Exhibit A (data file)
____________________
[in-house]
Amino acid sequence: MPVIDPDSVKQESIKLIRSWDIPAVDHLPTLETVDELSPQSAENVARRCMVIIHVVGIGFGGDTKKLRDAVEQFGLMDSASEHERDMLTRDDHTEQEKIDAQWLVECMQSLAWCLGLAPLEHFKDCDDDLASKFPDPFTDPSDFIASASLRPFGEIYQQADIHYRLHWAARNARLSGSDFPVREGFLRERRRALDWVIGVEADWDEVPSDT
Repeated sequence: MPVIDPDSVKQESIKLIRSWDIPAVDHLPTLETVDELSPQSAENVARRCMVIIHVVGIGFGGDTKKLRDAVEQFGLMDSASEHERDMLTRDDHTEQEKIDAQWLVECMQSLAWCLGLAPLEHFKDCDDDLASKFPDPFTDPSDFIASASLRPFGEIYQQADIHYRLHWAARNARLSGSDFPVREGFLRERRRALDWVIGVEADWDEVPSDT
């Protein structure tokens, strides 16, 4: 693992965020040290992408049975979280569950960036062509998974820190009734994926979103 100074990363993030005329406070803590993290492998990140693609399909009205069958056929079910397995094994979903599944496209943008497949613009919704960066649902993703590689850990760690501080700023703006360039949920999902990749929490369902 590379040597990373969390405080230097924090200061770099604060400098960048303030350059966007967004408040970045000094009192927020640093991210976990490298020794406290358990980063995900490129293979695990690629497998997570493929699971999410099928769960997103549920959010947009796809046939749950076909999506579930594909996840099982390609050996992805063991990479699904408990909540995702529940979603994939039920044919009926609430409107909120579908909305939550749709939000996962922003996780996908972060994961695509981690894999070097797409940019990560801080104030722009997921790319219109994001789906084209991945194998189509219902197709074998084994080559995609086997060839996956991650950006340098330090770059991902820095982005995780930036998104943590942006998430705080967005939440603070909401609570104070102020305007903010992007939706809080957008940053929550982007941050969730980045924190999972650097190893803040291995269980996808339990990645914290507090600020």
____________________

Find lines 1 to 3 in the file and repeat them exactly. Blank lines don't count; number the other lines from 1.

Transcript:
[in-house]
Amino acid sequence: MPVIDPDSVKQESIKLIRSWDIPAVDHLPTLETVDELSPQSAENVARRCMVIIHVVGIGFGGDTKKLRDAVEQFGLMDSASEHERDMLTRDDHTEQEKIDAQWLVECMQSLAWCLGLAPLEHFKDCDDDLASKFPDPFTDPSDFIASASLRPFGEIYQQADIHYRLHWAARNARLSGSDFPVREGFLRERRRALDWVIGVEADWDEVPSDT
Repeated sequence: MPVIDPDSVKQESIKLIRSWDIPAVDHLPTLETVDELSPQSAENVARRCMVIIHVVGIGFGGDTKKLRDAVEQFGLMDSASEHERDMLTRDDHTEQEKIDAQWLVECMQSLAWCLGLAPLEHFKDCDDDLASKFPDPFTDPSDFIASASLRPFGEIYQQADIHYRLHWAARNARLSGSDFPVREGFLRERRRALDWVIGVEADWDEVPSDT